USCCB Eucharistic Revival Begins Corpus Christi Feast Day – Arkansas Catholic

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The first national Eucharistic congress since 1976 is expected to attract between 60,000 and 100,000 people

Posted: June 14, 2022

CNS photo/Bob Roller

A priest holds the Eucharist in this undated file photo. The three-year Eucharistic Revival of the United States Conference of Catholic Bishops will culminate with a five-day National Eucharistic Congress in Indianapolis July 17-21, 2024 and end on Pentecost Sunday, June 8, 2025.

The three-year Eucharistic Revival in the American Church will officially begin in the Diocese of Little Rock with two Masses on Saturday, June 18 for the feast of Corpus Christi.

Bishop Anthony B. Taylor will celebrate Mass at St. Andrew’s Cathedral in Little Rock at 4:30 p.m. while Fr. John Connell, Vicar General and Pastor of St. Raphael’s Church in Springdale, will celebrate Mass at St. Vincent’s Church from Paul to Rogers at 5 p.m.

The three-year Eucharistic Revival of the United States Conference of Catholic Bishops will culminate with a five-day National Eucharistic Congress in Indianapolis July 17-21, 2024 and conclude on Pentecost Sunday, June 8, 2025. This will be the first Eucharistic Congress since 1976 and is expected to attract between 60,000 and 100,000 people.

With a vote of 201 in favor, 17 against and five abstentions, the bishops approved the revival at their general assembly in Baltimore on November 17 to address the scandal, division and doubt facing the American Church, according to eucharisticrevival.org, a USCCB-sponsored organization. website explaining the event.

“As Bishop Taylor recently mentioned, there are many Catholics who may not understand all the mysteries of the Eucharist. He was born to ensure that the Eucharist is the center of our faith and to rekindle the hearts of all who believe.

“The Eucharistic revival was born out of the direction of the USCCB to rekindle in people’s hearts the love of the Eucharist, to know the Eucharist better and to see the fruits of the Eucharist, as we are sent to mission,” said Father Juan Guido, director of the Diocese’s Office of Divine Worship and pastor of Christ the King Church in Fort Smith. “As Bishop Taylor recently mentioned, there are many Catholics who don’t understand perhaps not all the mysteries of the Eucharist.He was born to ensure that the Eucharist is the center of our faith and to rekindle the hearts of all who believe.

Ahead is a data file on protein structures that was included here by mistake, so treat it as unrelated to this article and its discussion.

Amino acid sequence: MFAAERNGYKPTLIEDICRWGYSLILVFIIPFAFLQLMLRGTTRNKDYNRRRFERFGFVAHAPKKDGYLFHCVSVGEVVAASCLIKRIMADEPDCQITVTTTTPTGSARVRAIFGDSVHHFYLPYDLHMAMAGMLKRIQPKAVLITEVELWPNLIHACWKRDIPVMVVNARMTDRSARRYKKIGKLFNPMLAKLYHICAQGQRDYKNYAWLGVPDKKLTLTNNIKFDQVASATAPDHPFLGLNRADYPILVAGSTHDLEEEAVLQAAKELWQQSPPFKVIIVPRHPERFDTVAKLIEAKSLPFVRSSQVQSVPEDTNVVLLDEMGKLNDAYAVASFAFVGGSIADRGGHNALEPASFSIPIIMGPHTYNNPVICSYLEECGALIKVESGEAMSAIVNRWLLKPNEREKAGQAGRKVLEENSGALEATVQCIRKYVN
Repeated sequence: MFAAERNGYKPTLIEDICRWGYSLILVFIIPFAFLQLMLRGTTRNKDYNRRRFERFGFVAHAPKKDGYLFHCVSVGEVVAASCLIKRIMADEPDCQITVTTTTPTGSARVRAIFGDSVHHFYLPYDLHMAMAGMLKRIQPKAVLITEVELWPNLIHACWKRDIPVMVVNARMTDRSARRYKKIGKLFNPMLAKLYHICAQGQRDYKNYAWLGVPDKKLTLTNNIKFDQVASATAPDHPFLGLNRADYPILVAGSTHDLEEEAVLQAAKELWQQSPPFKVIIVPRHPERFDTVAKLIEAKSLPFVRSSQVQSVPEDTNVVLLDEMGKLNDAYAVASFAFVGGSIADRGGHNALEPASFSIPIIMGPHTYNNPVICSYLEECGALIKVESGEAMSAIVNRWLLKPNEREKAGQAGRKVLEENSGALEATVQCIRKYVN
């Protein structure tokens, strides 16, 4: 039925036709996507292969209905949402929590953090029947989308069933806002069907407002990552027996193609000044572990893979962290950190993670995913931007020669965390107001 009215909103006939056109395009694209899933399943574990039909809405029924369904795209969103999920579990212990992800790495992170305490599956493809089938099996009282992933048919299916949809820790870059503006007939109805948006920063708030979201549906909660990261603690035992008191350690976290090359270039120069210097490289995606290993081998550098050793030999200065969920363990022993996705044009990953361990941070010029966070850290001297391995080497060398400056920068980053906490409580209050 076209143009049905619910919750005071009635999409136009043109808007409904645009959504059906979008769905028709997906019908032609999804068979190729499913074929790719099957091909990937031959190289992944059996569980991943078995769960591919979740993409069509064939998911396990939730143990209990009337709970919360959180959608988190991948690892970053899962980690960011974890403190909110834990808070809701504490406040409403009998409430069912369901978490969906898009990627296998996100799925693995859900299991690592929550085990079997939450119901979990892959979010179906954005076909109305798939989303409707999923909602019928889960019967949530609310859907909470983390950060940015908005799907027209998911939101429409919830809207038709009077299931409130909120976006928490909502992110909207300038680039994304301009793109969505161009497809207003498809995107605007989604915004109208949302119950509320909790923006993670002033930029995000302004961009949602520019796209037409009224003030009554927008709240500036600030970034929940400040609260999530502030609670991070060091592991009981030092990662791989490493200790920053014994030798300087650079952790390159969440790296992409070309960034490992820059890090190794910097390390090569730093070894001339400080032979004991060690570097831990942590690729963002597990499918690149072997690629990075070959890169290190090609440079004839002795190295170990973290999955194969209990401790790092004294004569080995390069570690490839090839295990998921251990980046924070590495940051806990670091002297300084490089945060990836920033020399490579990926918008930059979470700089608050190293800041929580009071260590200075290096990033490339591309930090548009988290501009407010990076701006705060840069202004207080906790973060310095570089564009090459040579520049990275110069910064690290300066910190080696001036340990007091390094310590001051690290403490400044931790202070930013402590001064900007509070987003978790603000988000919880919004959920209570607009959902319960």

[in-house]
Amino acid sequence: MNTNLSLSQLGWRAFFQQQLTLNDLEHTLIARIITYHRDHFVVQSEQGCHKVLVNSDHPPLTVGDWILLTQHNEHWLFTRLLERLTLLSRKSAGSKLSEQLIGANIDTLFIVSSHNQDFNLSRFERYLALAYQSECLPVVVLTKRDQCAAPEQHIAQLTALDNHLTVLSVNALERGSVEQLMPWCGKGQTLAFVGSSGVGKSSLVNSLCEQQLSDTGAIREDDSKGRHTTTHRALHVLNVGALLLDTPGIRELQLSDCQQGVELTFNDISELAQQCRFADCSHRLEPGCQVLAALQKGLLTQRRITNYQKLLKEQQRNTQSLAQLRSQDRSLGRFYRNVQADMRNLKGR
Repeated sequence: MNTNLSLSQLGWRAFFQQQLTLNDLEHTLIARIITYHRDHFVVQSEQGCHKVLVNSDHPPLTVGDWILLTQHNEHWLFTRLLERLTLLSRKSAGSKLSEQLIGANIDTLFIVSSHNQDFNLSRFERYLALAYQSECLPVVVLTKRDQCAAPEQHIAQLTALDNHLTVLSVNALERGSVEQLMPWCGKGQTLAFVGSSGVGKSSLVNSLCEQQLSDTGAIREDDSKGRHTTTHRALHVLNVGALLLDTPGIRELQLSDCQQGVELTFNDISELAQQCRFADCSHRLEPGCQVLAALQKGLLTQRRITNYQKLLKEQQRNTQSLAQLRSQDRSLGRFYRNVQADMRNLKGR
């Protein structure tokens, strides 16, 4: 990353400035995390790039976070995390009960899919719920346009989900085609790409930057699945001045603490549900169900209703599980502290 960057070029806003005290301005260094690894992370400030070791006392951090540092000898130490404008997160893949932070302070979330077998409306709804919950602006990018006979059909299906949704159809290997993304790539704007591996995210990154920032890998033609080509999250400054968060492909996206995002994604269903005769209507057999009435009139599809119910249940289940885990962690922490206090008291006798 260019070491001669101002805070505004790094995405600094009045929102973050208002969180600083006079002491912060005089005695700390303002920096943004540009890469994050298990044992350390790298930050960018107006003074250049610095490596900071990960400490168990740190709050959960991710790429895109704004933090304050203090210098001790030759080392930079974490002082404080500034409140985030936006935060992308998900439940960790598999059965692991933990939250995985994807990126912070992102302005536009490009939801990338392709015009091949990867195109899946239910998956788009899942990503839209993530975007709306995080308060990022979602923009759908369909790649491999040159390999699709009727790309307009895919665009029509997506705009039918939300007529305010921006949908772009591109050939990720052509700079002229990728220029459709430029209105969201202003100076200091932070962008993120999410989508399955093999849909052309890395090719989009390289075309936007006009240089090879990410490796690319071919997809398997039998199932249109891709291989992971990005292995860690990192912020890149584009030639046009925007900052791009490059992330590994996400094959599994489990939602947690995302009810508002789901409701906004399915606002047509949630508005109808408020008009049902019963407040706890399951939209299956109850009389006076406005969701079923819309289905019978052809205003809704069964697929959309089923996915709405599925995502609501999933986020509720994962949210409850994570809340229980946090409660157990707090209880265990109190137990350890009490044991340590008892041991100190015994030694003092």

He added that revival was established to “inspire and prepare the people of God to be formed, healed, converted, united and sent into a suffering and hungry world through a renewed encounter with Jesus in the Eucharist – the source and the pinnacle of our Catholic faith.

Each revival year has a strategic direction for training and missionary discipleship. The first year (2022-2023) is a year of diocesan renewal centered on the mystery of the Eucharist in the life of the Church, the second year (2023-2024) will be a year of parish renewal centered on catechetical studies on the real presence of Christ and other activities to enable deeper encounters with Our Lord in the Eucharist and the third year (2024-2025) will begin with the National Eucharistic Congress, which “will prepare the faithful throughout the country to go out to the outskirts of their communities as ‘Eucharistic missionaries’.

In the face of geopolitical crises, scandals, social unrest, heightened polarization, and the need for recovery and renewal from the COVID-19 pandemic, Bishops have endorsed revival in hopes of fostering healing, unification of the American Church, faith formation and conversion. They pointed to several factors explaining the need for revival, including a 2019 Pew Research Center survey that claimed to find that only about a third of American Catholics believed in the real presence of Jesus in the Eucharist, reports that more than 30% of Catholics have not returned to in-person Mass after the pandemic and news that among millennials — those born between 1981 and 1996 — more than 40% identify as “unaffiliated” with any religion.

At the general assembly in Baltimore in November, Auxiliary Bishop Andrew H. Cozzens of St. Paul and Minneapolis, who was recently named Bishop of Crookston, Minnesota, and chairman of the USCCB Committee on Evangelism and catechesis, said he hopes the revival will be a time of healing for the whole Church as well as a movement of evangelism and a revival of understanding of the sacrament of the Eucharist for Catholics across the country.


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